Invasive Beefsteak

Beefsteak plant, Lancaster County, September 2022 (photo by Kate St. John)

Here’s a pretty plant, an invasive alien, that I’ve not seen in Pittsburgh but is easy to find in Lancaster County, PA where I took this picture.

Beefsteak plant (Perilla frutescens) is a member of the mint family native to Southeast Asia and the Indian highlands and is grown as a crop for Japanese, Korean and Chinese cuisine. Its common names include shiso and Korean perilla. The “beefsteak” name was coined because the darkest varieties have leaves as red as meat. The wild plants I saw in Lancaster County had green leaves and dark red stems.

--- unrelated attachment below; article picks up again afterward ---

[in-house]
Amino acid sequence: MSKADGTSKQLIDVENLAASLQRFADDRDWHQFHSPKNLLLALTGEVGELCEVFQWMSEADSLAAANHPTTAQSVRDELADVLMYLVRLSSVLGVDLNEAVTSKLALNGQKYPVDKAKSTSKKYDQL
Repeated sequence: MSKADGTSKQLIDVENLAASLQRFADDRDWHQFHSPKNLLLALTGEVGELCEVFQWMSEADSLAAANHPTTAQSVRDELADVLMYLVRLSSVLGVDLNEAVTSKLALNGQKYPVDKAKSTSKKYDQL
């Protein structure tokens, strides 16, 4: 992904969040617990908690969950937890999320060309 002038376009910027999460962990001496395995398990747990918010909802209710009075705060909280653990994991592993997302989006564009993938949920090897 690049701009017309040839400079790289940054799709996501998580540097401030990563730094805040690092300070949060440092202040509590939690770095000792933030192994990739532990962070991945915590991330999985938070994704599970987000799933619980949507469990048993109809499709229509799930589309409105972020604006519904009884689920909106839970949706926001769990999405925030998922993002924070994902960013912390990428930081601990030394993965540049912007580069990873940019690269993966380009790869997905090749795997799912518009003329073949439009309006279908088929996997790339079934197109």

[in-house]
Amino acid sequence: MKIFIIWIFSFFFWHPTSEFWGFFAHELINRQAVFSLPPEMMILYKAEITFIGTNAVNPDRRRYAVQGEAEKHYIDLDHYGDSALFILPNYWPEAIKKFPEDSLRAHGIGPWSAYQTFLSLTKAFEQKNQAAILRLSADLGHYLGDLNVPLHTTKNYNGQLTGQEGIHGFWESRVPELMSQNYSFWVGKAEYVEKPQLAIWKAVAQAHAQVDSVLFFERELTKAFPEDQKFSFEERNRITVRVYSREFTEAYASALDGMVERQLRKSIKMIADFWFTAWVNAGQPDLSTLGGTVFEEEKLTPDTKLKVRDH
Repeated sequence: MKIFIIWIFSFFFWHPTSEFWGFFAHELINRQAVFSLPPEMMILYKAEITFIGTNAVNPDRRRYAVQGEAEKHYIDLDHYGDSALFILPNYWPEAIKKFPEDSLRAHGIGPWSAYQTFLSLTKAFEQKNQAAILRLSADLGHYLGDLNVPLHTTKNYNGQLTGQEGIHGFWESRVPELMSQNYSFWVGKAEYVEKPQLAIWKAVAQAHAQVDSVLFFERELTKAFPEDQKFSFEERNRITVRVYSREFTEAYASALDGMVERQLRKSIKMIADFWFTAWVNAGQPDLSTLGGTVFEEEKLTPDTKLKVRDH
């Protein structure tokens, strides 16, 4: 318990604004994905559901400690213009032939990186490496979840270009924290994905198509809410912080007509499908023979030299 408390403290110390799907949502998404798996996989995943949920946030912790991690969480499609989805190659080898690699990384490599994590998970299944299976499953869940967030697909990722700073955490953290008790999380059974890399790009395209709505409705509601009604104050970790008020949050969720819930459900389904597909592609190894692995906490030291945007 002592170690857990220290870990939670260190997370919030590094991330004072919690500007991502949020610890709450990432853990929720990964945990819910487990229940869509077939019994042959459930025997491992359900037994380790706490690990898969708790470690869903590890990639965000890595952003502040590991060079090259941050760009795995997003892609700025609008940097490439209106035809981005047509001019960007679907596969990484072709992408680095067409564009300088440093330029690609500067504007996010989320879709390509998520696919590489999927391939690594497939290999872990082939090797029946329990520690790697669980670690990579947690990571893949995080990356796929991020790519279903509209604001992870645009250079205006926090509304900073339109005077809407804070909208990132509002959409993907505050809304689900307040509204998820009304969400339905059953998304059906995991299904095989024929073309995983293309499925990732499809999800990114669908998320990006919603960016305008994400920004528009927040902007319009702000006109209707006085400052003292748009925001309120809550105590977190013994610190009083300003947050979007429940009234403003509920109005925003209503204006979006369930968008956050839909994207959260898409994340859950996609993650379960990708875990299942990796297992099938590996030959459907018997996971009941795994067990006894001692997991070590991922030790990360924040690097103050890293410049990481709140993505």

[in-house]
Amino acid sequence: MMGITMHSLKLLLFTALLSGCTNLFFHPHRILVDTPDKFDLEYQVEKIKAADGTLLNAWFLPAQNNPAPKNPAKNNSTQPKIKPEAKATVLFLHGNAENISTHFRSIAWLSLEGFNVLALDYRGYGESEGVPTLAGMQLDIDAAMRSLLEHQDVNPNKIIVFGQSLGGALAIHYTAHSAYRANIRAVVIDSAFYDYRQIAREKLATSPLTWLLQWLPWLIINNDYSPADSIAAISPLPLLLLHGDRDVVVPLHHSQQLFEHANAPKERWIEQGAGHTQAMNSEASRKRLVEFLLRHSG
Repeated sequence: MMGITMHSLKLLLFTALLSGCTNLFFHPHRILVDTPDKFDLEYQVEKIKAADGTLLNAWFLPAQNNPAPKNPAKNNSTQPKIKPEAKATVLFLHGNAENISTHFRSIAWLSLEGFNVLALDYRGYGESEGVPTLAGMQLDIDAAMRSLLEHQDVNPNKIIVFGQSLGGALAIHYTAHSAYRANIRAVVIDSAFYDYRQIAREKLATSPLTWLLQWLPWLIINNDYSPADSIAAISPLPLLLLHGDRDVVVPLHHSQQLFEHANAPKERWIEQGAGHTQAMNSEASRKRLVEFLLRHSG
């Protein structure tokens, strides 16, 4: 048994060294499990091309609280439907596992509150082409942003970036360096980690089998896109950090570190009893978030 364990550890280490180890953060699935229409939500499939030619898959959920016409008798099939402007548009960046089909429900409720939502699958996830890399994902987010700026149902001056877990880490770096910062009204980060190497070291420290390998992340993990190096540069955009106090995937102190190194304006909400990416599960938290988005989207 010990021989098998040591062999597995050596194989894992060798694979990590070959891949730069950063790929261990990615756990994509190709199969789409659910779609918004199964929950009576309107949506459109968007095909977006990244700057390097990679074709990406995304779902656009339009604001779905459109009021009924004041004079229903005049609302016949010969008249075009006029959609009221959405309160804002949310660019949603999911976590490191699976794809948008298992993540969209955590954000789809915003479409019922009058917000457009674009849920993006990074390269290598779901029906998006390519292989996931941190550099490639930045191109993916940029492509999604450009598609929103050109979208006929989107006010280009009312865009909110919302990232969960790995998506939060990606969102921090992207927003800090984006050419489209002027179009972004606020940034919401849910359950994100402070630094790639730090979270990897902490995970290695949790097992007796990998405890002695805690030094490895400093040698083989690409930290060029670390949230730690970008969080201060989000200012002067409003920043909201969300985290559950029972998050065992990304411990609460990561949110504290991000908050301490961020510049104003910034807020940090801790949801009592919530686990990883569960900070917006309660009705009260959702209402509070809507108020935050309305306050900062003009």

Perilla frutescens is widely cultivated in Asia as an edible plant but it has downsides including contact dermatitis from touching the leaves and anaphylaxis after consuming a large amount of seeds. Those who cultivate it know what to do but the rest of us should be cautious.

Brought to the U.S. as an ornamental beefsteak plant escaped to the wild and is now invasive in six states from Pennsylvania to Tennessee. The plant is always toxic to cattle, horses and other ruminants including white-tailed deer.

States listing Perilla frutescens as invasive (map from

Since deer don’t eat it, it may have been touted as a “deer resistant” plant at the nursery but don’t buy it! This plant spreads way too easily.

(credits are in the captions with links where applicable)

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